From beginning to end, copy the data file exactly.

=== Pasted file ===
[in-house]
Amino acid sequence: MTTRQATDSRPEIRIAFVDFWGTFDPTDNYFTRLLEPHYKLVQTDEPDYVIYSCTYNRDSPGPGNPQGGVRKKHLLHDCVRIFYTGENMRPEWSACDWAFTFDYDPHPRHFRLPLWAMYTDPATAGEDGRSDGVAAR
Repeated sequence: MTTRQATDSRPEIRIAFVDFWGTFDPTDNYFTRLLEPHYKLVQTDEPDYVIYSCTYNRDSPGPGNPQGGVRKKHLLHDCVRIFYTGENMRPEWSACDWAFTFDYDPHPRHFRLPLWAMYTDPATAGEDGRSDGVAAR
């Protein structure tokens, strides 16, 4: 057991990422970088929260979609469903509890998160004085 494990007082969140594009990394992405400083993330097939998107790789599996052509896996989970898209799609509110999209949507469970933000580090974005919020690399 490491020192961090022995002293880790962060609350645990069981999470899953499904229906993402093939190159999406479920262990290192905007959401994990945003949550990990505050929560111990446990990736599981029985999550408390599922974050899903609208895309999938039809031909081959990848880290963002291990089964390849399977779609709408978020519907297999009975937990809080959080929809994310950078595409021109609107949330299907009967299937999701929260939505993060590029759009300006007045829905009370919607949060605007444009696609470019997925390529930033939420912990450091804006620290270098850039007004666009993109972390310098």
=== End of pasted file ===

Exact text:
[in-house]
Amino acid sequence: MTTRQATDSRPEIRIAFVDFWGTFDPTDNYFTRLLEPHYKLVQTDEPDYVIYSCTYNRDSPGPGNPQGGVRKKHLLHDCVRIFYTGENMRPEWSACDWAFTFDYDPHPRHFRLPLWAMYTDPATAGEDGRSDGVAAR
Repeated sequence: MTTRQATDSRPEIRIAFVDFWGTFDPTDNYFTRLLEPHYKLVQTDEPDYVIYSCTYNRDSPGPGNPQGGVRKKHLLHDCVRIFYTGENMRPEWSACDWAFTFDYDPHPRHFRLPLWAMYTDPATAGEDGRSDGVAAR
């Protein structure tokens, strides 16, 4: 057991990422970088929260979609469903509890998160004085 494990007082969140594009990394992405400083993330097939998107790789599996052509896996989970898209799609509110999209949507469970933000580090974005919020690399 490491020192961090022995002293880790962060609350645990069981999470899953499904229906993402093939190159999406479920262990290192905007959401994990945003949550990990505050929560111990446990990736599981029985999550408390599922974050899903609208895309999938039809031909081959990848880290963002291990089964390849399977779609709408978020519907297999009975937990809080959080929809994310950078595409021109609107949330299907009967299937999701929260939505993060590029759009300006007045829905009370919607949060605007444009696609470019997925390529930033939420912990450091804006620290270098850039007004666009993109972390310098």